December 2, 2005
CONSERVATIVE LIBERALISM (via Matt Scofield with thanks to James Panero):
Living with liberalism : a review of Bertrand de Jouvenel: The Conservative Liberal and the Illusions of Modernity by Daniel J. Mahoney (Robert Kraynak, December 2005, New Criterion)
When reflecting on the political options available to us in the twentieth and twenty-first centuries, I often say to myself with a certain resignation, “Liberalism—it’s all we’ve got.” What I mean, of course, is that for anyone in the modern world who wants a sane and decent political order, the only realistic choice is liberalism in the classic sense—a regime dedicated to individual liberty based on democratic institutions (liberal democracy, in other words), with a social order shaped by mass culture and an economy driven by industrial and technological progress. Those who reject this order entirely—utopian dreamers, nostalgic reactionaries, anarchists—may get credit for defiant courage, but they usually wind up doing more harm than good. We are left with little choice but to live with liberalism and to make it as noble and as just as we can. [...]
[Daniel J. Mahoney, professor of political science at Assumption College] argues for something called “conservative liberalism,” which he finds in the political thought of such seemingly disparate figures as Alexis de Tocqueville, Alexander Solzhenitsyn, Charles de Gaulle, Raymond Aron, Aurel Kolnai, Leo Strauss, Eric Voegelin, Pierre Manent, and now Bertrand de Jouvenel. Mahoney’s thesis is that these figures are genuine lovers of liberty, but they are not “liberals” in the sense of embracing the philosophical liberalism of John Locke, Immanuel Kant, J. S. Mill, John Dewey, Isaiah Berlin, or John Rawls. Conservative liberals reject philosophical Liberalism because it fosters the “illusions of modernity”—a notion of autonomy which admits no higher authority than the human will (“the self-sovereignty of man”) as well as blind worship of progress that destabilizes society, undermines virtue, and tempts modern man with utopian ideologies that lead to totalitarian systems of government.
Instead of following progressive liberalism, conservative liberals draw upon pre-modern sources, such as classical philosophy (with its ideas of virtue, the common good, and natural right), Christianity (with its ideas of natural law, the social nature of man, and original sin), and ancient institutions (such as common law, corporate bodies, and social hierarchies). This gives their liberalism a conservative foundation. It means following Plato, Aristotle, St. Augustine, St. Thomas Aquinas, and Edmund Burke rather than Locke or Kant; it usually includes a deep sympathy for the politics of the Greek polis, the Roman Republic, and Christian monarchies. But, as realists, conservative liberals acknowledge that classical and medieval politics cannot be restored in the modern world. And, as moralists, they see that the modern experiment in liberty and self-government has the positive effect of enhancing human dignity as well as providing an opening (even in the midst of mass culture) for transcendent longings for eternity. At its practical best, conservative liberalism promotes ordered liberty under God and establishes constitutional safeguards against tyranny. It shows that a regime of liberty based on traditional morality and classical-Christian culture is an achievement we can be proud of, rather than merely defensive about, as trustees of Western civilization.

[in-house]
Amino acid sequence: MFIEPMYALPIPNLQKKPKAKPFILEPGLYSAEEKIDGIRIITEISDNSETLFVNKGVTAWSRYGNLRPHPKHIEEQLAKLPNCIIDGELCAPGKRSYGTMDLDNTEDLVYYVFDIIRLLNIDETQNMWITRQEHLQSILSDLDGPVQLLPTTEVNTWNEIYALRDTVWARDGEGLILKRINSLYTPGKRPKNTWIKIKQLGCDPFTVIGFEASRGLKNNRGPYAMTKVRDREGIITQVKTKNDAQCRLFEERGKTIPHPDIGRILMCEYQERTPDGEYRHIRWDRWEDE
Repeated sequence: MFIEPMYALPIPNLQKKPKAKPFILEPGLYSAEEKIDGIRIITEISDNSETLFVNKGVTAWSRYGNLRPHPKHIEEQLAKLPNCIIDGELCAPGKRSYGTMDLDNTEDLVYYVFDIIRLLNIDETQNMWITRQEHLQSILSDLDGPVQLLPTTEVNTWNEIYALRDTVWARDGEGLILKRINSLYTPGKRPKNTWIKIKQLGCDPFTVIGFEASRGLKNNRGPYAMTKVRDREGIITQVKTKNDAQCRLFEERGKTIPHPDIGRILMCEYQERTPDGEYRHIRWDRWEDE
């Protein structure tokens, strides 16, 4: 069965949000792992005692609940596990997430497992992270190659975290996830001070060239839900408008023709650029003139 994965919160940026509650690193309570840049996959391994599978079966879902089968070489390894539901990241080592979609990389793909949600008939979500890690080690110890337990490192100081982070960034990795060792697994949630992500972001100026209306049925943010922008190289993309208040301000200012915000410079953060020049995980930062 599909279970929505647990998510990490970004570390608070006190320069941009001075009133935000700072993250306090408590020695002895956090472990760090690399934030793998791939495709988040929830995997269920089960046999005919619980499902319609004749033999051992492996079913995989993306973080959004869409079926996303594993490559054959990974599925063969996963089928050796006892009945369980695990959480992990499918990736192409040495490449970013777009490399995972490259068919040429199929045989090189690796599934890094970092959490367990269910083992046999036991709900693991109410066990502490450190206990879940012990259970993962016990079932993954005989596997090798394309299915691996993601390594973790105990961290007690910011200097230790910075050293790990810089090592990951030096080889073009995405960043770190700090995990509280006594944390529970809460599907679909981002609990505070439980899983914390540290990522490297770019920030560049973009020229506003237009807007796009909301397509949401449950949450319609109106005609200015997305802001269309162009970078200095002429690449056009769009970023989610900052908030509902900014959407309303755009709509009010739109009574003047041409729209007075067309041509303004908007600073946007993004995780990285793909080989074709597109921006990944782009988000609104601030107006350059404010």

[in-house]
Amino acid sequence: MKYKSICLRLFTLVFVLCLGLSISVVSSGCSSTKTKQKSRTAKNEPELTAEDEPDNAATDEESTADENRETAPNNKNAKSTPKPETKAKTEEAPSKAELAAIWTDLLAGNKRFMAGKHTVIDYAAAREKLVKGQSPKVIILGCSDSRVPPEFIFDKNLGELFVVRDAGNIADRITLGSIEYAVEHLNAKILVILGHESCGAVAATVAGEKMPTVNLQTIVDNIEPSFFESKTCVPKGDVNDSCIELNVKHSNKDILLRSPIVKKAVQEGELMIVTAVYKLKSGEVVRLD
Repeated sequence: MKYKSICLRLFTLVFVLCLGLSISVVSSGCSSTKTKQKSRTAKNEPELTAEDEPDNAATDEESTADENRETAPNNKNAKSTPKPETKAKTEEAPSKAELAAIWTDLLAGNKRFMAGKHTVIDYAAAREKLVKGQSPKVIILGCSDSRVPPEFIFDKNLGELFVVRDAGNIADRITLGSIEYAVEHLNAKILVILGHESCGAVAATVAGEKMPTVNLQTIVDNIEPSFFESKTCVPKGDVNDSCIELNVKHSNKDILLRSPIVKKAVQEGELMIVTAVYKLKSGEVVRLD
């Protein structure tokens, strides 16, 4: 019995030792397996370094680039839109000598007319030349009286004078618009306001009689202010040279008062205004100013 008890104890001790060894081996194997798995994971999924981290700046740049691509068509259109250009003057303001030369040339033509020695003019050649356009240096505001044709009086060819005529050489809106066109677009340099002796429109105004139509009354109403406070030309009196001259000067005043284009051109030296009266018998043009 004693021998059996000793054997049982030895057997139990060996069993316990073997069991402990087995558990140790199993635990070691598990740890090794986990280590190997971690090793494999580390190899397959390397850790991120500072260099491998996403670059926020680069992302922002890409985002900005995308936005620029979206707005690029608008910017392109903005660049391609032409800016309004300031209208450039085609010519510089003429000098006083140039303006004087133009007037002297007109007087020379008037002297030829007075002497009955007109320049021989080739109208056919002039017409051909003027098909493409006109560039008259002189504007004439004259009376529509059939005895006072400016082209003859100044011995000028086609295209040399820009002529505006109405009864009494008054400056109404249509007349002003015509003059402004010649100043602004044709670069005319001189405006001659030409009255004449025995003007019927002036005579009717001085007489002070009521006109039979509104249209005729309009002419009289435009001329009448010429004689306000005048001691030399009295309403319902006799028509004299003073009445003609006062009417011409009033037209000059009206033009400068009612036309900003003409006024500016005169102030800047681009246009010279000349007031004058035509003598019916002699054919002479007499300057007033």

No one has made the case of conservative liberalism better than Professor Kraynak himself, in his own book. But this review is quite the best thing you'll read this month and just one more reason why the New Criterion is invaluable.
Posted by Orrin Judd at December 2, 2005 10:55 AM